Master of Māori and Indigenous Leadership
Are you a professional working in an Iwi, Māori organisation, or another body that works with Māori communities, looking to progress into leadership? Would you like to take on a position of influence within the growing Māori economy, currently valued at $40 billion in New Zealand? Do you have a passion for furthering the aspirations of Māori and indigenous communities?
This applied professional programme aims to equip the next generation of leaders across a wide variety of sectors with the skills, knowledge and attributes necessary to advance the aspirations of Iwi Māori and other indigenous peoples. Whether it be in a social, cultural, environmental, political or commercial context.
Features of the Master of Māori and Indigenous Leadership
- Developed in response to growing market demand for managers, governors and other leaders within all spheres of the 'Māori sector'.
- Students go on an international research tour to Commonwealth and North American jurisdictions, providing exposure to a broad range of indigenous communities and organisations.
- Advance your theoretical and applied skills, by conducting both a research project and an internship in a relevant community or organisation.
- Highly customisable, with the ability to specialise in an area of interest.
- Delivered through a culturally appropriate blended learning model, including marae-based block courses run in wānanga format, guest lectures and student workshops.
- Our staff in Aotahi: School of Māori and Indigenous Studies operate as a whānau and we pride ourselves on being accessible, supportive and engaged with a number of research kaupapa that focus on the advancement of Māori development and knowledge.
- Some scholarships available for this programme – contact the College of Arts for details.
Normally the minimum requirement is a three-year bachelor’s degree from a New Zealand university, or a qualification or combination of qualifications considered to be equivalent.
If you gained your qualifications overseas, these will need to be assessed to make sure they are of an equivalent standard.
Qualification specific requirements
The Master of Māori and Indigenous Leadership (MMIL) is open to:
- Graduates of any bachelor's degree with at least a B average in 60 points at 300-level and who have at least three years professional experience in the Māori sector; or
- Applicants without an undergraduate degree (or equivalent qualification) but have qualified for the Postgraduate Certificate in Māori and Indigenous Development.
Note: Applicants will also be required to submit a portfolio of professional experience, and attend a selection interview.
For more entry details, please see the Regulations for the MMIL.
Qualification structure and duration
The MMIL programme comprises 180 points and has five components:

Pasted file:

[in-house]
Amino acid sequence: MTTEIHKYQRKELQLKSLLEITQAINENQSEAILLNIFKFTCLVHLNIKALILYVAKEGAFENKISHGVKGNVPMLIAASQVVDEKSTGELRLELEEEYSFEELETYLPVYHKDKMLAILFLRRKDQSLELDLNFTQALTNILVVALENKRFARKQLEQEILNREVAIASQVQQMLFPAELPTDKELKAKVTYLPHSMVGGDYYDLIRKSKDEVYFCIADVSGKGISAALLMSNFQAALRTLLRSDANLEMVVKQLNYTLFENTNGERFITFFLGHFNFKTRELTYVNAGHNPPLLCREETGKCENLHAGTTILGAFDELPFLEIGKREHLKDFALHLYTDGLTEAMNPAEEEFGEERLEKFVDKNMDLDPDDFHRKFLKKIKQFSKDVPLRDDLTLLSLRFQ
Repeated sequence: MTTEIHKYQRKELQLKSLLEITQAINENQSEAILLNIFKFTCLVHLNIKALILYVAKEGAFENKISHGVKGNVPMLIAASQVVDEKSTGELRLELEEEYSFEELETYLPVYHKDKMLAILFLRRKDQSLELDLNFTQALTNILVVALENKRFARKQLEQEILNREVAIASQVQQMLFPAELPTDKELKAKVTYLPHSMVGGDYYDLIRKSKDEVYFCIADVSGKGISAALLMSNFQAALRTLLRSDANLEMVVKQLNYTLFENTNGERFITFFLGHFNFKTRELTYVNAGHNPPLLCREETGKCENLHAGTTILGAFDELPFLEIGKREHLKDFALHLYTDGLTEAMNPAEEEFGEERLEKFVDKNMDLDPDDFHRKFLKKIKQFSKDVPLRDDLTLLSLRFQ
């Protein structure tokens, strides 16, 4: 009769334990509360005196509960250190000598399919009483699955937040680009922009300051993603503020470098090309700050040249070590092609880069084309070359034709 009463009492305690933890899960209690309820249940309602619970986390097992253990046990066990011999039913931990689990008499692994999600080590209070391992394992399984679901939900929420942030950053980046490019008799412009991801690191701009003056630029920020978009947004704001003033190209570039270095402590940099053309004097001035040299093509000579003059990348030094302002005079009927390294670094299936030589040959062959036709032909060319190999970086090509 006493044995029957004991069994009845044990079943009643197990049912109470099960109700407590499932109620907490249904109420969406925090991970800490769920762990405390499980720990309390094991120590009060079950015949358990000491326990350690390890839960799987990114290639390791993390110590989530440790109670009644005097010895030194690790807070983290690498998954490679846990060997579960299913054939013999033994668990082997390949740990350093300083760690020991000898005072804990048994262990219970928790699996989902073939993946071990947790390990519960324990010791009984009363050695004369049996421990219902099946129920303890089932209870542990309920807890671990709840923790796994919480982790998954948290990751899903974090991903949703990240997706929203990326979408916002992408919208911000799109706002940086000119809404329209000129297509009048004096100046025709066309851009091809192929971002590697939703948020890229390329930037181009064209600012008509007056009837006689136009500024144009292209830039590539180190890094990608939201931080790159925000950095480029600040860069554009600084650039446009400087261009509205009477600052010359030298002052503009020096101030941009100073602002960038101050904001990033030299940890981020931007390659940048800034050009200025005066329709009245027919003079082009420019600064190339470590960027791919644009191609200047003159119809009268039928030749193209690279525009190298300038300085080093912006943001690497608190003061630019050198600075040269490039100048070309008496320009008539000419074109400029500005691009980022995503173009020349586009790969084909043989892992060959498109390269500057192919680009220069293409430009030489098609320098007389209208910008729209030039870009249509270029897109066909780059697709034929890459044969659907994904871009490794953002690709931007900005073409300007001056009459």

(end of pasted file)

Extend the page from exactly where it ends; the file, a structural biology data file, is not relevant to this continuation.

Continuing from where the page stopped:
- 60 points of core courses
- 30 points of elective course
- 30-point practical community project (PACE 495 Professional and Community Engagement Internship)
- 30-point cross-cultural research tour
- 30-point research dissertation.
Each cohort will comprise up to 20 people, creating a connected group of next generation leaders.
Ten monthly weekend wānanga are to be held at a marae, and will involve presentations from established leaders in the Māori sector. The wānanga format will enable students from outside Canterbury to participate.
A four-week hīkoi to North America will connect students with First Nations peoples and develop a comparative understanding of indigenous approaches to development and self-determination.
This master's starts in February (Semester 1) and can be completed within 12-18 months by full-time students. Part-time students are welcome and can take up to three and a half years to complete the degree.
Subjects and courses
The Master of Māori and Indigenous Leadership programme involves 180 points as follows:
150 points of coursework
The four compulsory courses (120 points) are:
- MAOR430 Māori Leadership
- MAOR431 Comparative Indigenous Models and Theories of Development
- ARTS495 Professional and Community Engagement Internship
- MAOR679 Cross-Cultural Research (which involves an international tour).
Students can choose 30-points of relevant courses.
30 points of research
MAOR680 Research Essay
See the regulations for the MMIL for the up-to-date course schedule.
Graduates of this qualification will be in an ideal position to enhance the leadership capability in organisations working with Māori, including Iwi, Māori, government, community and private sector organisations.
The graduating cohort will be expected to critically engage with and advance Māori aspirations in their strategic leadership careers. They will show the skills and attributes needed to lead and implement change in Māori and indigenous contexts.
Knowledge of indigenous development in a global context opens up job opportunities and scope too.
- Read what other UC postgraduate students have gone on to achieve in their studies and careers in our student and graduate profiles.
- Our Careers, Internships & Employment team can help you to achieve the career you want, connect with employers or find a job.
- For research into career destinations by qualification, visit the Universities New Zealand website.
- Find out more about what you can do with a degree from UC.
- Come along to an upcoming information event for prospective postgraduate students.
For full requirements see the Regulations for the Master of Māori and Indigenous Leadership.Aotahi School of Māori and Indigenous Studies
1st Floor, Hikuraki (Te Ao Mārama)
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College of Arts
University of Canterbury
Private Bag 4800